Shaken, But Not Too Stirred: Stress Reduction during the Christmas Holidaysholiday stress

I recently heard a pastor use the snow globe as a metaphor for holiday stress. We have all been fascinated by a snow globe at one time or another as a child. We can appreciate the beauty of falling snow and the peaceful silence that comes with it. However, during the holiday season, it is easy to feel, as the pastor put it, “shaken” as if you are living inside a snow globe; each snow flake representing a specific responsibility, a new commitment, difficulties we are currently dealing with, or even a reminder of a painful loss.  Just as a child vigorously shakes a snow globe to watch the snow swirl around, we can feel is if life is swirling around us with a greater intensity.

The increased pace of the holiday season, when added to an already busy life, can lead to feeling overwhelmed with anxiety, depression, and stress. What is meant to be a time of celebration of the birth of our Savior Jesus Christ into the world, instead is often a time of highlighted by stress, sadness, depression, and even despair. That being said, it doesn’t have to be that way. There are things we can do deal with the stress that often comes with the Christmas season.,

  1. Remember the reason for the season. God set aside His divinity and came to earth in the form of a baby, that he might “save his people from their sins” (Matthew 1:21-23). He is our Hope, and we celebrate his birth with cheer, solemnity, and gratitude. In sharing this gratitude with others, we can brighten the day and pass on the gift of God’s love to another, just as God did for all of creation when he sent his son into the world.
  2. Let go of Holiday perfection. To make Christmas about the perfect gift, having the best, newest decorations, the ugliest sweater, or putting on the best party is to miss the point. Discovering the secular history of the creation of the Christmas holiday may edify the intellect, but that too misses the point. It is possible to strive to make Christmas so perfect that we get caught up in our own efforts and miss the true blessing of Christmas, all while intensifying our stress level. The birth of Christ is the reason we celebrate Christmas, so keep the main thing the main thing!
  3. Acknowledge and Accept Your Feelings. Many people have lost loved ones, relationships, jobs, suffered health problems and other calamities during the Christmas season. We are indeed “shaken” to the core of personal lives. Yet in the midst of our pain, it is possible to find joy in the midst of our trials (James 1: 2-4). Accepting the pain in our life is the first step to emotional healing and recovery. Pain may be a real, present part of your life, but you are more than your pain.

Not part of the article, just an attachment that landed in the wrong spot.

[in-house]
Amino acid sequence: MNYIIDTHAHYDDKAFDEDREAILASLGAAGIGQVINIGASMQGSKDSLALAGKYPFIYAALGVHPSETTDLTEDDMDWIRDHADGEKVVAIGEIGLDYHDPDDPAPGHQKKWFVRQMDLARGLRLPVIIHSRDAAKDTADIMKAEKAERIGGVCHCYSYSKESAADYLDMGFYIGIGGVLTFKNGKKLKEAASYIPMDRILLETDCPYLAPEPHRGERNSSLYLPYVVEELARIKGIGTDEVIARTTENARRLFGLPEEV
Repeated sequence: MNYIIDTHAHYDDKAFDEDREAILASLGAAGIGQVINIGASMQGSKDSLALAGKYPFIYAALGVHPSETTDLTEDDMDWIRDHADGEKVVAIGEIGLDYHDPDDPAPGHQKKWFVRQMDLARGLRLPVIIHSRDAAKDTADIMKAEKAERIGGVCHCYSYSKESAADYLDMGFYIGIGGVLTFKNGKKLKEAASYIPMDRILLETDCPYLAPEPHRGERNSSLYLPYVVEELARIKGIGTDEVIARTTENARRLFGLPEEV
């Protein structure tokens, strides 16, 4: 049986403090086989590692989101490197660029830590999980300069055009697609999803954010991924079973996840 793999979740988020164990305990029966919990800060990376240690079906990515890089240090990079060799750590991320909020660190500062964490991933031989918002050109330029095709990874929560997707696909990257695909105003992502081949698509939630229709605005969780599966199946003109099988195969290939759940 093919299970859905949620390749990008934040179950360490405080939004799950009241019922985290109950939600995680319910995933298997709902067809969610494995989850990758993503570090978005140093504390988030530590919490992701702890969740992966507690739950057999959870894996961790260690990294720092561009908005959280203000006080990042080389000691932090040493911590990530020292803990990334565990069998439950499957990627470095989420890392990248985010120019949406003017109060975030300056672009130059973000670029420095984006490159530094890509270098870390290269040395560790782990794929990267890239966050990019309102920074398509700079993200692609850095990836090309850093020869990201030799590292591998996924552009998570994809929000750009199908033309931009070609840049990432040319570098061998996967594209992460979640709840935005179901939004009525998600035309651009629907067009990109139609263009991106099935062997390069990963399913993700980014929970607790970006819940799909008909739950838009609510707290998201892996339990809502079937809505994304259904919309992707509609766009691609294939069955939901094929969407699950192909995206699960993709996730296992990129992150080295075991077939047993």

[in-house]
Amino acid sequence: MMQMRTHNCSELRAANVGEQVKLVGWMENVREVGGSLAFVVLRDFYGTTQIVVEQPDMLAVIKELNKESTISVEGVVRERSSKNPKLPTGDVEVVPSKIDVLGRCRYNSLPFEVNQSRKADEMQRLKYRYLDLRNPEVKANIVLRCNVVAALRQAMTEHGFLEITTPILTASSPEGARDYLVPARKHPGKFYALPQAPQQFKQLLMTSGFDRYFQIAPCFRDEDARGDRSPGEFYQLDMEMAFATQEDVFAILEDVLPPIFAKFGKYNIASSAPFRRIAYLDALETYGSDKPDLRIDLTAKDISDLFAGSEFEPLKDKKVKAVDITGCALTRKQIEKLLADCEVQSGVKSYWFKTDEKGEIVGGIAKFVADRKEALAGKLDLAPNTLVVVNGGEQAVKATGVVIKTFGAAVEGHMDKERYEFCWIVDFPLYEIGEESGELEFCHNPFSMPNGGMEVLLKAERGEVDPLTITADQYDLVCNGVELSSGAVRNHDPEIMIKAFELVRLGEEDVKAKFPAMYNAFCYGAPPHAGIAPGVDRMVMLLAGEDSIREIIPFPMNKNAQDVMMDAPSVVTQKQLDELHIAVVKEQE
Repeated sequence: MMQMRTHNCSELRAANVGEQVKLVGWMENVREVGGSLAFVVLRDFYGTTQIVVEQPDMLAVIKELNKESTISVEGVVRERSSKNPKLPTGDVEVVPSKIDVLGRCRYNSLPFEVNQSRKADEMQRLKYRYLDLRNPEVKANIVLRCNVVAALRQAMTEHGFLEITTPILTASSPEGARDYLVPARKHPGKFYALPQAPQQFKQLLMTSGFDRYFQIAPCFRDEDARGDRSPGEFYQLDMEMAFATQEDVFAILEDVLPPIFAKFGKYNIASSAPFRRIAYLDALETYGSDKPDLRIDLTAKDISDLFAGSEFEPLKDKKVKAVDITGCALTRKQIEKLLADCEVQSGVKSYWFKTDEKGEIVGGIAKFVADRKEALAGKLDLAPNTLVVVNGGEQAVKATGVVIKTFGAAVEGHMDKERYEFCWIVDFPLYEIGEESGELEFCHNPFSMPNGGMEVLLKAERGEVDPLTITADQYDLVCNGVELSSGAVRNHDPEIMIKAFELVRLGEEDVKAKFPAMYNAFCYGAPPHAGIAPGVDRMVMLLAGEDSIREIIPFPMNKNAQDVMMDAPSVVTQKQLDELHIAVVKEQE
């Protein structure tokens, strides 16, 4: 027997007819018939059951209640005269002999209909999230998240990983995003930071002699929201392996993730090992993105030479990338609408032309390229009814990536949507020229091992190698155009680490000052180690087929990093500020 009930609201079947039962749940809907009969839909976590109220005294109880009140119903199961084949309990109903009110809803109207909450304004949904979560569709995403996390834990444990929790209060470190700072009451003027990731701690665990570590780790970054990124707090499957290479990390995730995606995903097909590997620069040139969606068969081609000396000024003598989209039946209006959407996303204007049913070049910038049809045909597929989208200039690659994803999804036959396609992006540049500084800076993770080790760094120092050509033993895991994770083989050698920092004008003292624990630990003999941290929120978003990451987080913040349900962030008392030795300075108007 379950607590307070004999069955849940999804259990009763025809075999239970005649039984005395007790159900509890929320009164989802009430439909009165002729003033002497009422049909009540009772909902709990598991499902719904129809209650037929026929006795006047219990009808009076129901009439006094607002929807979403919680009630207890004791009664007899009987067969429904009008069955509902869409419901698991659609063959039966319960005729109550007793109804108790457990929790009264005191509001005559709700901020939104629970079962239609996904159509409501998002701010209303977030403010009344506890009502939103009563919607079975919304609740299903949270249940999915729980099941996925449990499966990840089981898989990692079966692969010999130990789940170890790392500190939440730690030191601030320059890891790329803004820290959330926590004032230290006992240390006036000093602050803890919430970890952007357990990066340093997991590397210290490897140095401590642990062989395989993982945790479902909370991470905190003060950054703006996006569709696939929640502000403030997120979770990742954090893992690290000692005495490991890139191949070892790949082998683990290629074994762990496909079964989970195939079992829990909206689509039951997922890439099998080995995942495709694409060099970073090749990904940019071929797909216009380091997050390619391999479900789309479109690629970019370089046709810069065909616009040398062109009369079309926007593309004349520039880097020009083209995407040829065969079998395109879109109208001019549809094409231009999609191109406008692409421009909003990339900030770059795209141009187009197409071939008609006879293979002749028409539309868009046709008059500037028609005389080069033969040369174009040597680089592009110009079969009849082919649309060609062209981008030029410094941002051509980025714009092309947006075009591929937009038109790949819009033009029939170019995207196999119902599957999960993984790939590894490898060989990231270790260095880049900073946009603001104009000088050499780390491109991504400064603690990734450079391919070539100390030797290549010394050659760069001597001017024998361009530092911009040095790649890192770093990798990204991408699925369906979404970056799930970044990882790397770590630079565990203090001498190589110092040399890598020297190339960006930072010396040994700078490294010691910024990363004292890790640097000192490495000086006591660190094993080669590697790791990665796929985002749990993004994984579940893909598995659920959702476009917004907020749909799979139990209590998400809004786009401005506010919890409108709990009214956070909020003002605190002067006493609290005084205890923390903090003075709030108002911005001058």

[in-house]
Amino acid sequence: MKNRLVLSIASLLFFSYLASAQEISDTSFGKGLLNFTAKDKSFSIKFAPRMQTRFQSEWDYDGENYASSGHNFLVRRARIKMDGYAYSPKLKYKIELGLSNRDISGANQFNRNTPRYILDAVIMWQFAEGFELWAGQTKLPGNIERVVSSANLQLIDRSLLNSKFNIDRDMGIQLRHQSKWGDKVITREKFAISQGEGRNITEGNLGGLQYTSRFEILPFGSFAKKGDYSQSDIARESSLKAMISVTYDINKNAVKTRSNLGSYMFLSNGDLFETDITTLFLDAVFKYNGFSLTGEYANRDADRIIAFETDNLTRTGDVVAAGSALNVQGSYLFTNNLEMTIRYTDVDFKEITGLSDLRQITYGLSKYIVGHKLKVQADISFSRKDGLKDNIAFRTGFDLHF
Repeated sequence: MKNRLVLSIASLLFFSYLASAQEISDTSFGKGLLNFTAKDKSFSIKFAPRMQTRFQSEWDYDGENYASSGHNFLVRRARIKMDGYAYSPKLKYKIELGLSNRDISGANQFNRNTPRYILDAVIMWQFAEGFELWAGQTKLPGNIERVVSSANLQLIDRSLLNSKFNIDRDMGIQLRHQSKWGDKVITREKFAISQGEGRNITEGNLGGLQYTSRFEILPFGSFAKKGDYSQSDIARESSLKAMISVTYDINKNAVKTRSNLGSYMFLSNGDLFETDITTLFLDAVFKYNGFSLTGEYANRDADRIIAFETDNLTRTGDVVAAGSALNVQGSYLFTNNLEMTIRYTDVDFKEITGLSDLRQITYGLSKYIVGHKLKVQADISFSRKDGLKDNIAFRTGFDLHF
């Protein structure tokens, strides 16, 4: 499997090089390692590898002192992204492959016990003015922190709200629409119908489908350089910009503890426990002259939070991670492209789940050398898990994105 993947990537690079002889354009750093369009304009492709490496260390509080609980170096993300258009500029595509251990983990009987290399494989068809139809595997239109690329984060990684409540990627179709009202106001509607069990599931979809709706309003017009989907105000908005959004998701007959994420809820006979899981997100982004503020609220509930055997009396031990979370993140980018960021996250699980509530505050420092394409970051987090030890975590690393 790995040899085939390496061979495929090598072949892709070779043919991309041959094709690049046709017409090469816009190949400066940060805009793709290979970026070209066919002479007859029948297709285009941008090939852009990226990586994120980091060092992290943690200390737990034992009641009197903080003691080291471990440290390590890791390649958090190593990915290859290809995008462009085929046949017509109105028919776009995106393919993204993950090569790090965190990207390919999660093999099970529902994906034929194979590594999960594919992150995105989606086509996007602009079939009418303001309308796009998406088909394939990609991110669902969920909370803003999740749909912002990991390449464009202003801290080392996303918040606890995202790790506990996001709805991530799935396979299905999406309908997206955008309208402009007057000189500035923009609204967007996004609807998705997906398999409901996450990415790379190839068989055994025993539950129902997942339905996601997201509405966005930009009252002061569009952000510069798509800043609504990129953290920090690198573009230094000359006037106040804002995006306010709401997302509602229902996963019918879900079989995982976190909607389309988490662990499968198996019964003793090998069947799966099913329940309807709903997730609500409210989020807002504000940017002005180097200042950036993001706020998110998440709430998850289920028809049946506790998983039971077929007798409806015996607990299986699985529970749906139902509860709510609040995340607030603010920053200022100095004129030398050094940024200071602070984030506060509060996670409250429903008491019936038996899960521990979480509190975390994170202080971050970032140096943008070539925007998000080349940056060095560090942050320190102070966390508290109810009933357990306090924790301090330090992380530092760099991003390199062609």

4. Continue with Your Daily Plan. If you exercise, keep exercising, if on a diet, keep dieting. Do your best to keep your daily schedule as normal as possible. Keep up with your responsibilities as best as you can, and give yourself some grace and mercy if you discover something has fallen through the cracks. Do your best to stay on your regular sleep schedule.
  5. Plan ahead and be Willing to Say No. Our social calendars ramp up during the holidays. Parties with friends and family, at work, in your neighborhood, are fun but can unnecessarily increase our stress level. Sit down ahead of time and figure out what is reasonable to do and be willing to say no to those offers that create stress rather than a sense of enthusiasm. Trying to please everyone is a great way to stress yourself out. To paraphrase that great symbol of Christmas cheer, Harry Callahan, “Know and accept your limitations”. You’ll be happier and less stressed.
  6. Connect with Others. It is not uncommon to be away from loved ones during the holidays. It is important for those with a small support community to reach out to others. Get out of the house. Visit a local church, go to a community concert or Christmas play and meet some new people. Donate your time and money at a food bank, homeless shelter, local cloth in line behind you at Starbucks.
  7. Embrace Enjoyable Events. If you enjoy watching Christmas movies on the Hallmark Channel, then watch them to your hearts delight. Practice mindfulness and set aside the cares of the day, and get engrossed in the movie. If you go cut down your own Christmas tree, don’t think about unfinished projects at work; focus your mind and body on finding your tree. Enjoy the experience.
  8. Stick to Your Christmas Budget. This is a big source of stress that often gets overlooked or neglected. Staying within your budget for gifts or other Christmas-related expenses lowers your stress level by beginning the new year on a more solid financial ground, but also creates a sense of accomplishment by being responsible and prudent with your finances.
  9. Talk with a Therapist. If you find that, despite your best efforts, you still feel stuck in a negative emotional state, contact a therapist and talk about your problems. They may be able to help you gain a different perspective or identify helpful strategies to cope with your feelings.

Lastly, if you have your own method of stress reduction during the Christmas season that is effective, by all means, keep doing what you are doing. May you all have a most blessed and Merry Christmas!

 

– Scott Smith

 

Thank you for taking the time to read this posting. There is so much more that could have been written on this topic. If I can be of any further help to you please email me at Scott@surehopecounseling.com .